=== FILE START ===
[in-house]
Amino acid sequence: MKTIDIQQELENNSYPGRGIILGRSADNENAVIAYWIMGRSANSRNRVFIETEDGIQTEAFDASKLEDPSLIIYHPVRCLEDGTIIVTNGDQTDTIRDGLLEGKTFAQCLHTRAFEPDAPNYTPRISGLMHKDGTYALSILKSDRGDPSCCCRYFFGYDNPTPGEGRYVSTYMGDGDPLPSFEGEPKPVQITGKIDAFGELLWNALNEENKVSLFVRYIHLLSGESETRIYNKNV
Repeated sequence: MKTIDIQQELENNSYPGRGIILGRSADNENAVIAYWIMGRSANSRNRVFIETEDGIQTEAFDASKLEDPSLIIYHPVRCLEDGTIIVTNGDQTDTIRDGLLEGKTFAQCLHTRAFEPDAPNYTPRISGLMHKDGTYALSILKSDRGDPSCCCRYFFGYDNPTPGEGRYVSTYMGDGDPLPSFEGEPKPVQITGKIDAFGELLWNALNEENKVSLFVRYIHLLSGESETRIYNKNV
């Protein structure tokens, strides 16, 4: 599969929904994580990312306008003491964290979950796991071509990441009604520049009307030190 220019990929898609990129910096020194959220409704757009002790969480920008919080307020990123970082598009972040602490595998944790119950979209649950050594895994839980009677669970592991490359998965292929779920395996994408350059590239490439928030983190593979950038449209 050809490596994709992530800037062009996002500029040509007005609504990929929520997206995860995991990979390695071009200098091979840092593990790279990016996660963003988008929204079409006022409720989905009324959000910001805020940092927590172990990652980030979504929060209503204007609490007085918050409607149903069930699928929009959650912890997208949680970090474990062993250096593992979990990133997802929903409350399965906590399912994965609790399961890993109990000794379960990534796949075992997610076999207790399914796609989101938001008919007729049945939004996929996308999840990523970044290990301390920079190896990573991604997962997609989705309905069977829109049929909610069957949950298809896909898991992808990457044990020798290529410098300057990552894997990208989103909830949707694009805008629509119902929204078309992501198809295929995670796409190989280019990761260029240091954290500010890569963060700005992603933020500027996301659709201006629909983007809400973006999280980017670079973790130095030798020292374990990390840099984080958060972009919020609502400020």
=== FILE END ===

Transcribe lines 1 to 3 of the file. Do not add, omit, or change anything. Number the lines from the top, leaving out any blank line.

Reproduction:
[in-house]
Amino acid sequence: MKTIDIQQELENNSYPGRGIILGRSADNENAVIAYWIMGRSANSRNRVFIETEDGIQTEAFDASKLEDPSLIIYHPVRCLEDGTIIVTNGDQTDTIRDGLLEGKTFAQCLHTRAFEPDAPNYTPRISGLMHKDGTYALSILKSDRGDPSCCCRYFFGYDNPTPGEGRYVSTYMGDGDPLPSFEGEPKPVQITGKIDAFGELLWNALNEENKVSLFVRYIHLLSGESETRIYNKNV
Repeated sequence: MKTIDIQQELENNSYPGRGIILGRSADNENAVIAYWIMGRSANSRNRVFIETEDGIQTEAFDASKLEDPSLIIYHPVRCLEDGTIIVTNGDQTDTIRDGLLEGKTFAQCLHTRAFEPDAPNYTPRISGLMHKDGTYALSILKSDRGDPSCCCRYFFGYDNPTPGEGRYVSTYMGDGDPLPSFEGEPKPVQITGKIDAFGELLWNALNEENKVSLFVRYIHLLSGESETRIYNKNV